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But whilst this Evil One is seeking our ruin, the “God of all grace," is seeking our everlasting good. I shall use these words now to illustrate the wonderful love of God towards humanity. His wonderful love is seen :
I. IN CALLING US TO THE HIGHEST CONCEIVABLE DIGNITY. " Who hath called us into his eternal glory.” “His glory." First: He calls us to glory. All men are seeking glory in some form or other.
They have an instinct for it. What wars have been fought to secure
To this we are called. Secondly : He calls us to His glory. To an identification with Himself; so that His excellencies are ours; His blessedness is ours ; His possessions ar glory ours. The dignity to which He calls us is to sit down on the throne with Him; to inherit the glory of our Lord, to be changed into the same image from glory to glory, is the destiny to which He calls us. Nothing lower.
“ His glory." Not the tawdry glory of wordly magnates and potentates that merely dazzles for a moment the vulgar eye; not even the glory of His wonderful creation, blazing through all its starred and sunned firmament, with the lustre of His throne; but His own glory; the glory of Himself. Thirdly: He calls us to His eternal glory. Paul describes it as a
“ far more exceeding and eternal weight of glory." All the glory of men is as the fading flower or the falling meteor. And even the glory of these glorious heavens will pass away like smoke. But His glory is eternal. The crown is unfading; the inheritance is “incorruptible." What love, then, does He display in calling us, enemies to Himself, transgressors of His laws, and rebels against His government, to this “ His eternal glory” ! His wonderful love is seen :
II. IN EMPLOYING ON OUR BEHALF HIS BELOVED Son. How does He call us to His eternal glory? “By Christ Jesus.” Christ is the logos—God's word—God's calling word to man; the organ through which the Infinite speaks to fallen humanity, and invites it to His eternal glory. "It became him for whom are all things, and by whom are all things," &c. “The God of all grace” calls us to His eternal glory. (1) By the moral beauties of Christ's character. (2) By the elevating power of His doctrines. (3) By the mighty attractions of His cross. “Herein is love; not that we loved God, but that he loved us," &c. His wonderful love is seen :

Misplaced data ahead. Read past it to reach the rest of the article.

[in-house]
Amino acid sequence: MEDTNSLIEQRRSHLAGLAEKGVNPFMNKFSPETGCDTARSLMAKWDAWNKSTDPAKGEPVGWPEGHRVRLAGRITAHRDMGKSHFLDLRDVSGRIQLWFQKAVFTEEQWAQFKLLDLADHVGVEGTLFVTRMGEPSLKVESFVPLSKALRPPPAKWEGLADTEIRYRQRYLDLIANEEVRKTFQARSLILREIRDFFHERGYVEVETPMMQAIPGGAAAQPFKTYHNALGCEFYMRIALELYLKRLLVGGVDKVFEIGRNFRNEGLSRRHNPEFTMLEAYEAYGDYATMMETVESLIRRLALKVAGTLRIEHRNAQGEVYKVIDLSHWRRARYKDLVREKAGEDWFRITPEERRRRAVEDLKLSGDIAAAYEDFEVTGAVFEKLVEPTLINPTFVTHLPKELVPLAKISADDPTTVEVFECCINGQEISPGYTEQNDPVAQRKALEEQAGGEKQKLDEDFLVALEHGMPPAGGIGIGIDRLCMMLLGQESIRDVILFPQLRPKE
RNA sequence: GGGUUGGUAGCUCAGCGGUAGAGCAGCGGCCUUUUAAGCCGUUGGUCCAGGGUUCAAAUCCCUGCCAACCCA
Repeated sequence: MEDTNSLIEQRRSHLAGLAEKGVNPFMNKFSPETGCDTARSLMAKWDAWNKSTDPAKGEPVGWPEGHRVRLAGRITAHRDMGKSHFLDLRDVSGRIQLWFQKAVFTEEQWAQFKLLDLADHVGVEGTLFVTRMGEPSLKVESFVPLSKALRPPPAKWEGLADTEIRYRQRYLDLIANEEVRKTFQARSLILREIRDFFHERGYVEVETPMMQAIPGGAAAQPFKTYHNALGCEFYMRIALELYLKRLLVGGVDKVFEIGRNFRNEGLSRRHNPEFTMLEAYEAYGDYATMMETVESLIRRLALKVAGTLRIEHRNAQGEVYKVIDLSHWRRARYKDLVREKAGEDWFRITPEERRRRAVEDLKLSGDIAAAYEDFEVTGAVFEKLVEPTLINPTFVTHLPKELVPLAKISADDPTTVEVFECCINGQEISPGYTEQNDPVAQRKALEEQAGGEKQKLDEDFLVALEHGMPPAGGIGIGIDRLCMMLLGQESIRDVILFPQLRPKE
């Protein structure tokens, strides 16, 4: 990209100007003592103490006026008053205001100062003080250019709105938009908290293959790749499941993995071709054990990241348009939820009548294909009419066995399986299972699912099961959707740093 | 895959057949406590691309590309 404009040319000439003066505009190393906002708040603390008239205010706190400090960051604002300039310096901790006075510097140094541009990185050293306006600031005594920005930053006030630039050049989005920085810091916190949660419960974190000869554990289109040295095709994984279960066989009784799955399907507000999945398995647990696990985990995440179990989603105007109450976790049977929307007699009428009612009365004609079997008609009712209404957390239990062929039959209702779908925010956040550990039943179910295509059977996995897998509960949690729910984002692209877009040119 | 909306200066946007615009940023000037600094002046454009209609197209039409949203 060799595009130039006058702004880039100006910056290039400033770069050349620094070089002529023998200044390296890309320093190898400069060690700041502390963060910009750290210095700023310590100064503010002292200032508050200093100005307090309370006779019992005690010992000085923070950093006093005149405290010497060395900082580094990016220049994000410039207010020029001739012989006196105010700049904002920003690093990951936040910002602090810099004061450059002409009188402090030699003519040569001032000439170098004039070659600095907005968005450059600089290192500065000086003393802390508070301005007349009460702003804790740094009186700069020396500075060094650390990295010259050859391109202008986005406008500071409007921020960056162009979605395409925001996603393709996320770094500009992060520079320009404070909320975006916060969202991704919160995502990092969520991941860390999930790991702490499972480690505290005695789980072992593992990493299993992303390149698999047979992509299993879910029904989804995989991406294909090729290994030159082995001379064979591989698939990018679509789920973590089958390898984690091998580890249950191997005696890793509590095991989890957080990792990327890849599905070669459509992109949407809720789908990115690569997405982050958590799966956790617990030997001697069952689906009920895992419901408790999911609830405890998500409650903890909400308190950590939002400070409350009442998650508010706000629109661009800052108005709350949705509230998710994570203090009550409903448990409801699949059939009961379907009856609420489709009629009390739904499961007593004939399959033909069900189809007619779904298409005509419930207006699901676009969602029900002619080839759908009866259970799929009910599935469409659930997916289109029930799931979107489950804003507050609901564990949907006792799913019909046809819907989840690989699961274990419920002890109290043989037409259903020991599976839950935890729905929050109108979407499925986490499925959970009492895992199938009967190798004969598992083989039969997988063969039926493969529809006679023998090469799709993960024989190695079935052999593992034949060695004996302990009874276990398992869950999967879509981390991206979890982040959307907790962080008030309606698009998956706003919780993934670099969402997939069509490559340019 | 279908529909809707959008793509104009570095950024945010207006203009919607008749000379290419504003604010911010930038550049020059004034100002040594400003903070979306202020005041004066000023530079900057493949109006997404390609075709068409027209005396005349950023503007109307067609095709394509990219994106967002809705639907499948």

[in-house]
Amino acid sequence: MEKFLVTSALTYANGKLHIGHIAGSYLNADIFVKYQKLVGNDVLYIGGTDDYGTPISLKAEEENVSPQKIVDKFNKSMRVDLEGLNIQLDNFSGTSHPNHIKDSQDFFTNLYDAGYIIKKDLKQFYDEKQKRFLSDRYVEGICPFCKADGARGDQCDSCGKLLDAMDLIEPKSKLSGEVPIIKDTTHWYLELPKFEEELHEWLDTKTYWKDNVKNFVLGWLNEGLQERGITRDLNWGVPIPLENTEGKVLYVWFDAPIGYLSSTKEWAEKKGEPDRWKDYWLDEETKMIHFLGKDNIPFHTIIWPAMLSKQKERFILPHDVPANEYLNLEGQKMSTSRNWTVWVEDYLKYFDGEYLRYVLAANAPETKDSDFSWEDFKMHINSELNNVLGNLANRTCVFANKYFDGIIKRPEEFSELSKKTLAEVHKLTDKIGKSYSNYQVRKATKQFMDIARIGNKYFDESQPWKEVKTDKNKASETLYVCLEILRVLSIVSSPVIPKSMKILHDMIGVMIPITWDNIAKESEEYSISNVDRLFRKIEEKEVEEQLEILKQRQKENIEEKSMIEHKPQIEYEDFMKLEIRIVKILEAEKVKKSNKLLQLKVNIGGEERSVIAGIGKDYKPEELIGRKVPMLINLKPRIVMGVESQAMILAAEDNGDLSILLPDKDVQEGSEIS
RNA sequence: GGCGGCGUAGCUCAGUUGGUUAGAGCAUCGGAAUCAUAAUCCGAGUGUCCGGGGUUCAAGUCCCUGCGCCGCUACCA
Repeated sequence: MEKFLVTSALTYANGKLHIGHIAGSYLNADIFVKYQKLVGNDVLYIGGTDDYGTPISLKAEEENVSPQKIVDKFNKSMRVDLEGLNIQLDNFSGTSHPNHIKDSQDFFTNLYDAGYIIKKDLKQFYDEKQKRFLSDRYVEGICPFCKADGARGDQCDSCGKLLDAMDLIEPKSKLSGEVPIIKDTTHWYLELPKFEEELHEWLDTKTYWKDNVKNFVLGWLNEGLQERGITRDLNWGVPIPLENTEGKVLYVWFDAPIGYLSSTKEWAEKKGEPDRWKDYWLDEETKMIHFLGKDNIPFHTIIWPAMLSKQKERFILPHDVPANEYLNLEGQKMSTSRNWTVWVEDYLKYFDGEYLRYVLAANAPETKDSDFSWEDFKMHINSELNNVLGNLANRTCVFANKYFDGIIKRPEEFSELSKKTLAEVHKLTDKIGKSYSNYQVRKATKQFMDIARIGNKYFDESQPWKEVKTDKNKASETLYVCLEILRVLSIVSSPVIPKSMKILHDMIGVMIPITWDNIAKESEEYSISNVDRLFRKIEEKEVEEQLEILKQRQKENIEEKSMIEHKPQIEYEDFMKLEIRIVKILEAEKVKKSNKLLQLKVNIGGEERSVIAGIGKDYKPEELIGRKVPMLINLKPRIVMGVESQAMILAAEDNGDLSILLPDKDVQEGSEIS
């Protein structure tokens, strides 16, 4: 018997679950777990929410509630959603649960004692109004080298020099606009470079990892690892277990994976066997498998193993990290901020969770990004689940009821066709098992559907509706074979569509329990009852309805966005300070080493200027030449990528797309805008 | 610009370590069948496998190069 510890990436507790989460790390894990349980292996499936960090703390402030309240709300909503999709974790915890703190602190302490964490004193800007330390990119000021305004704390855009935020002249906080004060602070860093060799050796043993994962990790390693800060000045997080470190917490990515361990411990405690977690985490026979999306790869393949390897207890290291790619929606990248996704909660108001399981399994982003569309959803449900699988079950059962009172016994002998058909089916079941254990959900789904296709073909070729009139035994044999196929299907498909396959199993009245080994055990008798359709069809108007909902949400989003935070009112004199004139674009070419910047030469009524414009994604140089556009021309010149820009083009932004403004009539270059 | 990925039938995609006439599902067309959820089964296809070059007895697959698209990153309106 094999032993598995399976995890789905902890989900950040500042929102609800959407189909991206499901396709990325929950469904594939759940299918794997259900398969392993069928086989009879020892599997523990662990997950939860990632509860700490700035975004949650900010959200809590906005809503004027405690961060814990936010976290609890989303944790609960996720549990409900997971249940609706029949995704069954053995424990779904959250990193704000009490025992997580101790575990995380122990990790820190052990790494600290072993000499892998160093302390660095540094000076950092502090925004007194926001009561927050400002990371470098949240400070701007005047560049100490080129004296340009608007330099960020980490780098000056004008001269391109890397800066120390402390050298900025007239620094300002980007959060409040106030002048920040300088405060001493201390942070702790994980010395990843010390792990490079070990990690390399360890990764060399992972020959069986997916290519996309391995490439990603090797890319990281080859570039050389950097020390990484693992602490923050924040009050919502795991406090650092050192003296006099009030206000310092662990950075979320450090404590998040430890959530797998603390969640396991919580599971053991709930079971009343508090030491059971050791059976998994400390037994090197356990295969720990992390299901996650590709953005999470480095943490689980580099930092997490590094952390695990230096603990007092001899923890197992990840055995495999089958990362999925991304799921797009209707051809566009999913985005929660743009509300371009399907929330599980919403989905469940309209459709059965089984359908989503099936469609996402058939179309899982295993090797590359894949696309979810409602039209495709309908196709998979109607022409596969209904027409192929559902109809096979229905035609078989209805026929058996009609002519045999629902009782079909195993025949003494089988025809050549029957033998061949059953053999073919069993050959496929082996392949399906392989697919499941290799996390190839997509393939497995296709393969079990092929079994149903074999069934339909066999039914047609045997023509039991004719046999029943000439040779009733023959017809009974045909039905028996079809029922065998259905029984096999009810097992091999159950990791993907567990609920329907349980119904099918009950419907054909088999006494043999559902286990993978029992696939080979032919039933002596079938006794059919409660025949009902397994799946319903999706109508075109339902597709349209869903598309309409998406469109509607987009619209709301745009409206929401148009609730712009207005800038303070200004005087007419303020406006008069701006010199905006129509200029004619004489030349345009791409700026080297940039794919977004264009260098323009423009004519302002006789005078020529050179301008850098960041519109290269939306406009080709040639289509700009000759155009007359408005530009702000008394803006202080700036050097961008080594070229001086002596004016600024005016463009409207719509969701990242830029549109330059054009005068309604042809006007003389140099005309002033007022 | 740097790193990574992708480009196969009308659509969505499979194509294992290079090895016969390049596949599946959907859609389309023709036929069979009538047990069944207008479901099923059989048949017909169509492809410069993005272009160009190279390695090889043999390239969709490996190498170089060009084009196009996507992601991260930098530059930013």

OUR SPIRITUAL ADVANCEMENT.
III. IN RENDERING THE TRIALS OF LIFE SUBSERVIENT TO
“After that ye have suffered awhile, make you perfect," &c. Perfection must be regarded, of course, as the grand design. Observe two things :First: The progressive stagestowards this perfection:-“Stablish, strengthen, settle." Though there is a great similarity in the meaning of these terms, there is yet a difference, and the difference indicates the gradualness of the advancement. The first may mean a firmness of moral purposes; the second, a growth in moral force; and the third, a confirmation of moral character. Observe :--Secondly: The bearing of trials upon this spiritual progress. It is certainly suggested that trials are to help the soul on through these stages. They are to do something to "stablish, strengthen, and settle." They are to act like storms upon the oak, to deepen the roots and strengthen the fibres. God overrules physical evil for spiritual good. He causes “all things to work together for good.” “Our light afflictions which are but for a moment." His wonderful love is seen :